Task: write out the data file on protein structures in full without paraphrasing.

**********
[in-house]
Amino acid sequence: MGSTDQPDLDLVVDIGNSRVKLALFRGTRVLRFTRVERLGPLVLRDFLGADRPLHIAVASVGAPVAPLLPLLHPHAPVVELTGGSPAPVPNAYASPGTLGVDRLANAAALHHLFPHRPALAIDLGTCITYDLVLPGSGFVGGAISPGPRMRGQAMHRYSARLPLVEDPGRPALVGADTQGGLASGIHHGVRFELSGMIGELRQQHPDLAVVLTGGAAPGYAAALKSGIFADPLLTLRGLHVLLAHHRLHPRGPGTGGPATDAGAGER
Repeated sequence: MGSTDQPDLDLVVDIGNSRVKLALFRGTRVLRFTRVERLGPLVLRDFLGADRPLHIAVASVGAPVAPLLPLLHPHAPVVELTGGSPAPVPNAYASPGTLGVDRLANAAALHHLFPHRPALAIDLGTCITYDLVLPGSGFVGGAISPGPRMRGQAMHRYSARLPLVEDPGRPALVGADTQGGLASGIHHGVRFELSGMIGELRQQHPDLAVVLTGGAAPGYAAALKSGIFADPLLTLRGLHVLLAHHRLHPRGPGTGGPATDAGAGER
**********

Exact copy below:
[in-house]
Amino acid sequence: MGSTDQPDLDLVVDIGNSRVKLALFRGTRVLRFTRVERLGPLVLRDFLGADRPLHIAVASVGAPVAPLLPLLHPHAPVVELTGGSPAPVPNAYASPGTLGVDRLANAAALHHLFPHRPALAIDLGTCITYDLVLPGSGFVGGAISPGPRMRGQAMHRYSARLPLVEDPGRPALVGADTQGGLASGIHHGVRFELSGMIGELRQQHPDLAVVLTGGAAPGYAAALKSGIFADPLLTLRGLHVLLAHHRLHPRGPGTGGPATDAGAGER
Repeated sequence: MGSTDQPDLDLVVDIGNSRVKLALFRGTRVLRFTRVERLGPLVLRDFLGADRPLHIAVASVGAPVAPLLPLLHPHAPVVELTGGSPAPVPNAYASPGTLGVDRLANAAALHHLFPHRPALAIDLGTCITYDLVLPGSGFVGGAISPGPRMRGQAMHRYSARLPLVEDPGRPALVGADTQGGLASGIHHGVRFELSGMIGELRQQHPDLAVVLTGGAAPGYAAALKSGIFADPLLTLRGLHVLLAHHRLHPRGPGTGGPATDAGAGER